Single-mutation fitness landscapes for an enzyme on multiple substrates reveal specificity is globally encoded.


Abstract

Our lack of total understanding of the intricacies of how enzymes behave has constrained our ability to robustly engineer substrate specificity. Furthermore, the mechanisms of natural evolution leading to improved or novel substrate specificities are not wholly defined. Here we generate near-comprehensive single-mutation fitness landscapes comprising >96.3% of all possible single nonsynonymous mutations for hydrolysis activity of an amidase expressed in E. coli with three different substrates. For all three selections, we find that the distribution of beneficial mutations can be described as exponential, supporting a current hypothesis for adaptive molecular evolution. Beneficial mutations in one selection have essentially no correlation with fitness for other selections and are dispersed throughout the protein sequence and structure. Our results further demonstrate the dependence of local fitness landscapes on substrate identity and provide an example of globally distributed sequence-specificity determinants for an enzyme.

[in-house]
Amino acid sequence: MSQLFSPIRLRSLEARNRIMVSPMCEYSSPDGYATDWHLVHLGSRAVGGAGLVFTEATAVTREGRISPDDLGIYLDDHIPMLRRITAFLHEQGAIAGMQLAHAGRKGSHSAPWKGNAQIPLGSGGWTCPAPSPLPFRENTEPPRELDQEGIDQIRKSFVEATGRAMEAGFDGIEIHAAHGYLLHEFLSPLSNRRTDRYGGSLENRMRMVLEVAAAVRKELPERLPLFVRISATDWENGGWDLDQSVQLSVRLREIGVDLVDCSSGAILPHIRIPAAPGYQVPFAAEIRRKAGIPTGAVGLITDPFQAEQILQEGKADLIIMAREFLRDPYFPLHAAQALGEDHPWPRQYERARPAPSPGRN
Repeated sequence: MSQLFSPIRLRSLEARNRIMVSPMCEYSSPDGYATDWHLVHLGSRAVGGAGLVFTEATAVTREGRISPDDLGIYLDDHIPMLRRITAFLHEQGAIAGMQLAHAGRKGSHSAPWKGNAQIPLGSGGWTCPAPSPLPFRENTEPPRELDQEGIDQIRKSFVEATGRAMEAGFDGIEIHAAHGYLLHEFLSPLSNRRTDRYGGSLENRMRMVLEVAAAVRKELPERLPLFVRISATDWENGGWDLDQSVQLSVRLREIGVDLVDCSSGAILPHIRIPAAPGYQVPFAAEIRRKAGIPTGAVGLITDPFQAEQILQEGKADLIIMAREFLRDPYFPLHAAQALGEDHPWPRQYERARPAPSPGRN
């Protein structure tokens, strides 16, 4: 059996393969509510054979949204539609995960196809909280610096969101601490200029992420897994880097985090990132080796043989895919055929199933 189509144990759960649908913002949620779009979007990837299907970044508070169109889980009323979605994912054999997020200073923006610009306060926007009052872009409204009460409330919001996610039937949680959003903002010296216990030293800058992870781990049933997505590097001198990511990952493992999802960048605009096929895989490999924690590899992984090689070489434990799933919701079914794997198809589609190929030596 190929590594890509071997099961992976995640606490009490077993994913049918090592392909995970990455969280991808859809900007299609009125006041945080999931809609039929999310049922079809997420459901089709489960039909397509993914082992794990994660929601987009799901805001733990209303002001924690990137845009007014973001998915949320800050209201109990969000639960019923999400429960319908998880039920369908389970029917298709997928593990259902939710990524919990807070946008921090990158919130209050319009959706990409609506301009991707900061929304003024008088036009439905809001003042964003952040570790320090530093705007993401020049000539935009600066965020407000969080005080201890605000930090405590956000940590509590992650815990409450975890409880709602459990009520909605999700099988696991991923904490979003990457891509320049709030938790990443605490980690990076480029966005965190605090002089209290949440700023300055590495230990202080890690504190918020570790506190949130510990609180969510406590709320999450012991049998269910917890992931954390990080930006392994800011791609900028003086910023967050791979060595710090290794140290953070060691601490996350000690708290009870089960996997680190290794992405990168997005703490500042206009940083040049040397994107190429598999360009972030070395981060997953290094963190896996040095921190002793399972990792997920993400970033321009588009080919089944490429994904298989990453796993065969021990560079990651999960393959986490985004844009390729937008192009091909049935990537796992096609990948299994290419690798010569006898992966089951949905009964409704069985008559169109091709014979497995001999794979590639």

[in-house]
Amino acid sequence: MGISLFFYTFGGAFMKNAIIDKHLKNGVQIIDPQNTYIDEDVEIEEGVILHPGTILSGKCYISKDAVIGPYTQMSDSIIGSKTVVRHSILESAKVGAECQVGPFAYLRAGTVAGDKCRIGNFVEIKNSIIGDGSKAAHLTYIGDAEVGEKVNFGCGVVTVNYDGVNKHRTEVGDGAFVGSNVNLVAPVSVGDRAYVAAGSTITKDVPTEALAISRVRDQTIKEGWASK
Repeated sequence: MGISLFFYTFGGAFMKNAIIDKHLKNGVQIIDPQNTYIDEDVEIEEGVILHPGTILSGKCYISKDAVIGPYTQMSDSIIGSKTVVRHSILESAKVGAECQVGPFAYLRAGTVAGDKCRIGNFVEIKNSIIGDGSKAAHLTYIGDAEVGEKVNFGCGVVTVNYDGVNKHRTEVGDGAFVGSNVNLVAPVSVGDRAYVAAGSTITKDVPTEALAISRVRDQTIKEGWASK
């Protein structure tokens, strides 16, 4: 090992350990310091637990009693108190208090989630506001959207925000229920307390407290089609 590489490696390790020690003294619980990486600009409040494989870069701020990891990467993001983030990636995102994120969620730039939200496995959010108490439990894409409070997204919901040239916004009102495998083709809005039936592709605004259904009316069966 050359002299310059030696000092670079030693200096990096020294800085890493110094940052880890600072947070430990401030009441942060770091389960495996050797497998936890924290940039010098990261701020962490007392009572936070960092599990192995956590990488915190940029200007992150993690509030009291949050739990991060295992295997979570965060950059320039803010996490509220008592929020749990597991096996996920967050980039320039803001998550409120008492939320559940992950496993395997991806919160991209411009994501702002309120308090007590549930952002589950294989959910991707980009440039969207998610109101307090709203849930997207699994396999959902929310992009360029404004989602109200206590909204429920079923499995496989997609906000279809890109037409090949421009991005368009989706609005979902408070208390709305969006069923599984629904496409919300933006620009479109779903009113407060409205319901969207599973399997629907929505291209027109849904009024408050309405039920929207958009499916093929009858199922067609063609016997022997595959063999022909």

Submission Details

ID: aX45V7uD

Submitter: Shu-Ching Ou

Submission Date: Jan. 31, 2019, 5:38 p.m.

Version: 1

Publication Details
Wrenbeck EE;Azouz LR;Whitehead TA,Nat Commun (2017) Single-mutation fitness landscapes for an enzyme on multiple substrates reveal specificity is globally encoded. PMID:28585537
Additional Information

NS = Nonsense mutations, nd = not determined. For wild-type, the measured Km are 4.7±0.5 mM (ACT), 52.7±8.3 mM (PR), 297.2±54.8 mM (IB). Measured kcat are 59.0±2.0 s-1 (ACT), 144.7±9.9 s-1 (PR), 13.3±1.1 s-1 (IB).

Sequence Assay Result Units